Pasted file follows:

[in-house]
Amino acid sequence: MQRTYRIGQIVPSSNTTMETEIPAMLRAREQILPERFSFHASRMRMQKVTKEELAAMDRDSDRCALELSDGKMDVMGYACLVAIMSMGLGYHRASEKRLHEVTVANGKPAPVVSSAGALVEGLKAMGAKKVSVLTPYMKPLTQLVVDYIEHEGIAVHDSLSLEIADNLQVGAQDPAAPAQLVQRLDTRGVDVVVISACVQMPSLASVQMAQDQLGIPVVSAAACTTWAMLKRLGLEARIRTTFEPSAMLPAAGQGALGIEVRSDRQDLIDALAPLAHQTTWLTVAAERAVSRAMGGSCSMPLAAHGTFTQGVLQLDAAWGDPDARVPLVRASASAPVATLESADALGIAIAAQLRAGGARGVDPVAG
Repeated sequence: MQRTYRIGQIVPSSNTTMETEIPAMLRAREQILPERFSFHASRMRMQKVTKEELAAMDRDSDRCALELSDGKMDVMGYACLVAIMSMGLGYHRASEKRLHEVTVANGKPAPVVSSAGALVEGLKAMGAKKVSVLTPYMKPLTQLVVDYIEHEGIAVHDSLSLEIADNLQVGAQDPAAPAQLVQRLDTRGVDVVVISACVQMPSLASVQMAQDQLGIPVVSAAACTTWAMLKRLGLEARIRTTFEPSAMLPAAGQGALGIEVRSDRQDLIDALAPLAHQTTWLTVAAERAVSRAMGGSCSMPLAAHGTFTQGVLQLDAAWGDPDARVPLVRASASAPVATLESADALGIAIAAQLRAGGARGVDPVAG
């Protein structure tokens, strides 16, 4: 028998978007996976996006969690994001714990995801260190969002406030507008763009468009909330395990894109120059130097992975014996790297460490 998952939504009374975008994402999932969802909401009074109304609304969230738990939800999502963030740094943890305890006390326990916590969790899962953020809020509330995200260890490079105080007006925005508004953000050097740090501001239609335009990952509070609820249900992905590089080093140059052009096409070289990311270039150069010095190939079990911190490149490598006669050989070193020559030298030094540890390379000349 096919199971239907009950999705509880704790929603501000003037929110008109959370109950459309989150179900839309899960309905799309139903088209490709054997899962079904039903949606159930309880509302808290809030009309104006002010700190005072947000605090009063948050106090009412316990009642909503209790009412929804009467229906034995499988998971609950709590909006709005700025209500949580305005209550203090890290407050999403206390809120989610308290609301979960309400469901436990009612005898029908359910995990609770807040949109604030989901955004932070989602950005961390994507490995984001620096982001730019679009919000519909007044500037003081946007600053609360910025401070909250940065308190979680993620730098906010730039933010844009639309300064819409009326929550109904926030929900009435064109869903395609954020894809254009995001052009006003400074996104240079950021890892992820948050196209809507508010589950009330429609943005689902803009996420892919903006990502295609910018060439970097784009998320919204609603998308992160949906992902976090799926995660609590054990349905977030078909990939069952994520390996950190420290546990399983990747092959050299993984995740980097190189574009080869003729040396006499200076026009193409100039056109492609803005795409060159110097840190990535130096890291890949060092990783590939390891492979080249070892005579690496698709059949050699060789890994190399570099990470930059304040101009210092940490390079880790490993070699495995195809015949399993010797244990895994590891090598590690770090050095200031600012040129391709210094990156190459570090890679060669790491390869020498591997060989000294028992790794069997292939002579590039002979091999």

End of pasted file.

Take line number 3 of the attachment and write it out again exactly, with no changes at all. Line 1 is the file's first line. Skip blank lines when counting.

Repeated sequence: MQRTYRIGQIVPSSNTTMETEIPAMLRAREQILPERFSFHASRMRMQKVTKEELAAMDRDSDRCALELSDGKMDVMGYACLVAIMSMGLGYHRASEKRLHEVTVANGKPAPVVSSAGALVEGLKAMGAKKVSVLTPYMKPLTQLVVDYIEHEGIAVHDSLSLEIADNLQVGAQDPAAPAQLVQRLDTRGVDVVVISACVQMPSLASVQMAQDQLGIPVVSAAACTTWAMLKRLGLEARIRTTFEPSAMLPAAGQGALGIEVRSDRQDLIDALAPLAHQTTWLTVAAERAVSRAMGGSCSMPLAAHGTFTQGVLQLDAAWGDPDARVPLVRASASAPVATLESADALGIAIAAQLRAGGARGVDPVAG